3 Gases, Vibrations, and Light 3 If the symmetry is broken by having different types of atoms on each side, like carbon monoxide (C) or nitrogen oxide (N), the molecules begin to have some greenhouse properties. Both these types of molecules are very reactive and are not found in enough abundance in the atmosphere to lead to much greenhouse effect, but these are good stepping-stone molecules to think about before moving to more complicated atoms like C 2. Because the atoms have different charges in their nuclei, their chemistry is different, including how hard they pull on those electrons in their shared chemical bond. ne side of the molecule will probably have a slight positive charge, and the other will be slightly negative. This charge imbalance is called a dipole moment. When the bond vibrates, it changes the steepness of the transition from positive to negative, which drives the electric field. Changing the electric field is how greenhouse gases interact with IR light. ne could even oscillate the electric field by simply rotating the molecule. Molecules with three or more atoms must have more than one chemical bond because a single bond never connects more or less than two atoms. Imagine a set of three weights connected in a line with two springs. When this contraption is jiggled, its bonds bend and stretch together, as an integrated system, rather than each bond simply vibrating according to its own springiness and weight, independent of the other. The whole thing rings like a bell, and like a complex bell with a rich tone, there are multiple oscillations with different frequencies all going on at once. The C 2 molecule is shaped in a straight line with carbon in the middle (Figure 4-). xygen tends to pull on electrons more tightly than carbon does, but the oxygen atom on one side pulls the electrons just as tightly as the other oxygen on the other side. The molecule has no permanent electrical field asymmetry (dipole moment). If all you do to the molecule is rotate or stretch it, you have not broken the symmetry and you will have no effect on the electric field. The C 2 bending vibration mode is the important one for climate. However, two modes of vibration do generate an asymmetry in the electric field. The most important C 2 vibrational mode for climate is the bending vibration. When the C 2 molecule is bent, the oxygens, carrying slight negative charges, swing from one side of the molecule to the other. The C 2 bending vibration absorbs and emits IR light; it is said to be infrared active. The next section shows that the bending vibration absorbs IR light in the heart of Earth s emission spectrum, giving it strong leverage over Earth s climate. Resting state Symmetric stretch C No resting dipole C IR inactive Asymmetric stretch Bend C C 2349 cm 667 cm Figure 4- Vibrational modes of a C 2 molecule that interact with infrared light in the atmosphere.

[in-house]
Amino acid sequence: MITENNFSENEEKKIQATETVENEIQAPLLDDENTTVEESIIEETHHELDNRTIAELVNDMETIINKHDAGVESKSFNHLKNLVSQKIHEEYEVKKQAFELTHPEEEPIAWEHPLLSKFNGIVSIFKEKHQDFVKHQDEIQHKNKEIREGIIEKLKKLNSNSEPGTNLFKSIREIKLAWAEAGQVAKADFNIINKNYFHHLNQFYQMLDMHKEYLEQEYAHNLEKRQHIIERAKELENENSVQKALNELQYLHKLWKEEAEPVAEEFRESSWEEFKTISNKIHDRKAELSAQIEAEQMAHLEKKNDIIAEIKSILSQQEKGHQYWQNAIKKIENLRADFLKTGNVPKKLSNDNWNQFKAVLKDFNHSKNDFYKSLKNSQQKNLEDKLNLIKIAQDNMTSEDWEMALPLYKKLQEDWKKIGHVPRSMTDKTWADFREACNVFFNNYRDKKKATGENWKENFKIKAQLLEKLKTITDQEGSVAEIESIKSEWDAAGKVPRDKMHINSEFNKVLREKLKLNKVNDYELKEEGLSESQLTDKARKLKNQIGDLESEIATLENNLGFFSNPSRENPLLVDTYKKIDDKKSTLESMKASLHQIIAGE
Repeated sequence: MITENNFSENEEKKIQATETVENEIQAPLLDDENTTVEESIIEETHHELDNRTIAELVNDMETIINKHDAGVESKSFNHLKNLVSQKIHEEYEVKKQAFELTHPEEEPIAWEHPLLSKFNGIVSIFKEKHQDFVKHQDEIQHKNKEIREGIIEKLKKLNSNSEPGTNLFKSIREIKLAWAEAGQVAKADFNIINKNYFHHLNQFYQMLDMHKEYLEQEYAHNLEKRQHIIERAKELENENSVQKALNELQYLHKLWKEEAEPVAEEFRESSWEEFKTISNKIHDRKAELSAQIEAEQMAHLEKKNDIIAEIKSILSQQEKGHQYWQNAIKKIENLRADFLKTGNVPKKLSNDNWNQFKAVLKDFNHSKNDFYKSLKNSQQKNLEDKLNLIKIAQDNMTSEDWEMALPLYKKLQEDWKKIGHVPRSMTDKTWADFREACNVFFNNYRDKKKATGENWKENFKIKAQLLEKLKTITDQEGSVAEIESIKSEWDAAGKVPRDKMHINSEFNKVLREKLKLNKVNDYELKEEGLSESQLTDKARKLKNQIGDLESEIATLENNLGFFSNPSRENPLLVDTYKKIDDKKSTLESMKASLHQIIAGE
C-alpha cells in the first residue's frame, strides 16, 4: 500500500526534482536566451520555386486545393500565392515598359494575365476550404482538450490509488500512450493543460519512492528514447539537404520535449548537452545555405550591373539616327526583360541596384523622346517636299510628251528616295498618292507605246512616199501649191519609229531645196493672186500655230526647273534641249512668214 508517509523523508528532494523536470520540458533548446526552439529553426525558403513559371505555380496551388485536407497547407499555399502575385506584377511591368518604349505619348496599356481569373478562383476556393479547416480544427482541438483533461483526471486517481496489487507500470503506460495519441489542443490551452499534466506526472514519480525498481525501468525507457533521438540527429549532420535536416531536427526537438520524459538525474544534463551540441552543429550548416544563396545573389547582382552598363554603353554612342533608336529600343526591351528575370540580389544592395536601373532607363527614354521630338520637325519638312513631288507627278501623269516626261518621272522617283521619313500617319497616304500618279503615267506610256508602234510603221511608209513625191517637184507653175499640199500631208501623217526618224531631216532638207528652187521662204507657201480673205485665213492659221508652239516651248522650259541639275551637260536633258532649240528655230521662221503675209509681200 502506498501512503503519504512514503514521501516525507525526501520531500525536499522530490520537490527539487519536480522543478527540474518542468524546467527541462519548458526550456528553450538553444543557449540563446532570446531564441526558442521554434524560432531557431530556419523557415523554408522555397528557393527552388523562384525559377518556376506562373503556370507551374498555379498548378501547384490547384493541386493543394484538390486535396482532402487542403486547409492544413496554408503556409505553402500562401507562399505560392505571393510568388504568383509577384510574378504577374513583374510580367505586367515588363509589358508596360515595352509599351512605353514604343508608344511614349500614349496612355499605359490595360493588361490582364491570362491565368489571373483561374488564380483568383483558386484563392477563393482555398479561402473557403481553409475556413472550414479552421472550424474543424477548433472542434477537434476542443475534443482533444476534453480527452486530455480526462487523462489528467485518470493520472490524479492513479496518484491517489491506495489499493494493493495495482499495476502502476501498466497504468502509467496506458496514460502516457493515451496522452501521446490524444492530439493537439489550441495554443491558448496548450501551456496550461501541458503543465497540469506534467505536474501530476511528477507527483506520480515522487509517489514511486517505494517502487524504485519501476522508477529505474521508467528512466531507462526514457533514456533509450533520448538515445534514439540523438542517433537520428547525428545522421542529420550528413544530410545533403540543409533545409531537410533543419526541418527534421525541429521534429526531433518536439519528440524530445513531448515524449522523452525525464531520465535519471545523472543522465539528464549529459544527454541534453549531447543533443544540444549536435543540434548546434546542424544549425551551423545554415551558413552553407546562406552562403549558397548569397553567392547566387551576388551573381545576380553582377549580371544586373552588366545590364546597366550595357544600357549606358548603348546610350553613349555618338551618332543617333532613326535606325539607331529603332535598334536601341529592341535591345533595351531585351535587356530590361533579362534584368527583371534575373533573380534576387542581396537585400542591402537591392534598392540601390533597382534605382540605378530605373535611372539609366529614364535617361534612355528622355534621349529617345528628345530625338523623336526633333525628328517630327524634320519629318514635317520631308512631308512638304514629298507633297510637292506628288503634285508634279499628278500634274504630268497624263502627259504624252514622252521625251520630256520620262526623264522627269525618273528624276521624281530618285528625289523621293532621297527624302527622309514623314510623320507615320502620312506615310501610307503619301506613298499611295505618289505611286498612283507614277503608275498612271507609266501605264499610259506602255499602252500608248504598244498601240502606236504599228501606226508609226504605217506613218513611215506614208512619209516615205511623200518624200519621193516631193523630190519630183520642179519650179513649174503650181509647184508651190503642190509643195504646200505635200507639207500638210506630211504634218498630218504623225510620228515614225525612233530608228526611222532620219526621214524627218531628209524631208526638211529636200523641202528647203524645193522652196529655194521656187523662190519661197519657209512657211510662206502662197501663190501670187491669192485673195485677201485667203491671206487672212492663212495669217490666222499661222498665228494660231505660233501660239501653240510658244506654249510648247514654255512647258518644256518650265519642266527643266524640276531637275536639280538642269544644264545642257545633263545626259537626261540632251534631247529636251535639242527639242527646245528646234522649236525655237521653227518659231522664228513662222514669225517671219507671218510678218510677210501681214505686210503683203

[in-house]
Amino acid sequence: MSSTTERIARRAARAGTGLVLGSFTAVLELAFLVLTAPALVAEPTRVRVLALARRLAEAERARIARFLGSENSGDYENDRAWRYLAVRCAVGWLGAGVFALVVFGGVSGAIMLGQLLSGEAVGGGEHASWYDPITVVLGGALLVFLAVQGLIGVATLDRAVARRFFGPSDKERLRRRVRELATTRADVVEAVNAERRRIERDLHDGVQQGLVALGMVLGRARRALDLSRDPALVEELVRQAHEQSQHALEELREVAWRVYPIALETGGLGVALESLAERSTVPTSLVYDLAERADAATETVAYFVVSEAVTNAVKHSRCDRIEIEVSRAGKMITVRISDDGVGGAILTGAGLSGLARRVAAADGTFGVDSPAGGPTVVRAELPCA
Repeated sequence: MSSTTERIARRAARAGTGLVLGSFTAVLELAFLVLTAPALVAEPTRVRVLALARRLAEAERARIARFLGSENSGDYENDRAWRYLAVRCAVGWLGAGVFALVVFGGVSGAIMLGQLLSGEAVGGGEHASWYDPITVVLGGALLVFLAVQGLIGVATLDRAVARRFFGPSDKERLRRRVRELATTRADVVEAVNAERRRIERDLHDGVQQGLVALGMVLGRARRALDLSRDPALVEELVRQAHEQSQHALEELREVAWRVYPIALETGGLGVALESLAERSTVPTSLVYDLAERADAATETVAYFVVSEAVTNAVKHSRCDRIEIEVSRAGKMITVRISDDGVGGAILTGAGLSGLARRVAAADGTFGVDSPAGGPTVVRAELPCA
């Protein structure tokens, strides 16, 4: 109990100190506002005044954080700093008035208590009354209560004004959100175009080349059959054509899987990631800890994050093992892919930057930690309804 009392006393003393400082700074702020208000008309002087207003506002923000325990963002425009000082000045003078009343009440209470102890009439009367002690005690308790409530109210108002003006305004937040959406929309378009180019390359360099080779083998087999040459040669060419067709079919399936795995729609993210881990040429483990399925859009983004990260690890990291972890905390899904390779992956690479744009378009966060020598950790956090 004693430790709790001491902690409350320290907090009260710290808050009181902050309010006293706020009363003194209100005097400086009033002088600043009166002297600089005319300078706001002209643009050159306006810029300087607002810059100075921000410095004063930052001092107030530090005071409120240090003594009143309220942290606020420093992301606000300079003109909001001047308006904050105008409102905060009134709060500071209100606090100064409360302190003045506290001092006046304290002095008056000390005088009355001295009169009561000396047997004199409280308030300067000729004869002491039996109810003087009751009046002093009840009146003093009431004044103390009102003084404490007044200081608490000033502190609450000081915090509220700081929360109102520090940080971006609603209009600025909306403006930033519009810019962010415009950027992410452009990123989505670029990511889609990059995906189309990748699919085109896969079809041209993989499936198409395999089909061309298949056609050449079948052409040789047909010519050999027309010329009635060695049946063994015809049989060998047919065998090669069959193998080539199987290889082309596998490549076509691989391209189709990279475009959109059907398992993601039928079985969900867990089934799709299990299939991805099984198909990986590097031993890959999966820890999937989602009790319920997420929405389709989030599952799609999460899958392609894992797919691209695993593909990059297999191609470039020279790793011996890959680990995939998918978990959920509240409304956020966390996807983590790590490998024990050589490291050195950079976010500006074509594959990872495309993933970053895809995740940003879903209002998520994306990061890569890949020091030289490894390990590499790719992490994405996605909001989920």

4 32 CHAPTER 4 Greenhouse Gases δ+ H Resting state 2δ δ+ H Symmetric stretch Bend H H H H 3657 cm 594 cm Figure 4-2 Vibrational modes of a water molecule that interact with infrared light in the atmosphere. The other vibrational mode is an asymmetric stretch, in which one bond is growing longer as the other gets shorter, back and forth. There is less IR light of this frequency to absorb in the atmosphere, so this mode has less impact on the Earth s radiation budget than the bend does. Water, H 2, is a molecule that is bent in its lowest energy state (Figure 4-2). This is because the oxygen has two pairs of electrons hanging off it, which push the hydrogens toward the other side. Hydrogen atoms hold their electrons more loosely than oxygen atoms in chemical bonds, so each hydrogen has a slightly positive charge (denoted in Figure 4-2 as the lowercase Greek letter delta δ+). The oxygen end of the molecule has a slight negative charge. In contrast to C 2, water has a dipole moment built into its resting structure. Just as for the N molecule, rotating an H 2 molecule would oscillate the electric field and generate light. Because the arrangement of the nuclei in H 2 is more complex than for N, there are many modes of vibration of the water molecule, including a symmetric stretch and a bend. These modes are also IR active. Water vapor is very electrically lopsided and can absorb and emit lots of frequencies of infrared light. How a Greenhouse Gas Interacts with Earthlight Figure 4-3 shows blackbody spectra for temperatures ranging from 3 K, surface temperature on a hot summer day, down to 22 K, which is about the coldest it gets in the atmosphere, up near the troposphere at about -km altitude. There is also a jagged-looking curve moving among the smooth ones. This is the intensity of light that an IR spectrometer would see if it were in orbit over the Earth, looking down. Figure 4-3 is not data, but rather a model simulation from one of our online models that will be used in the Exercises. The Web address is The spectrum of the light leaving the Earth going into space ranges between two different blackbody spectra, a warmer one of about 27 K and a colder one from about 22 K. Parts of the spectrum, most notably the broad, smooth part around, cycles/cm, follow the warmer blackbody spectrum. There do not happen to be any gases in the atmosphere that absorb or emit at this frequency, so this IR light is coming directly from the ground. Because the greenhouse gases in the atmosphere are transparent to IR light in this band of frequencies, it is called the atmospheric window. The blackbody curves are like the temperature scale on a thermometer. You can read the temperature of the infrared source as its intensity against this scale.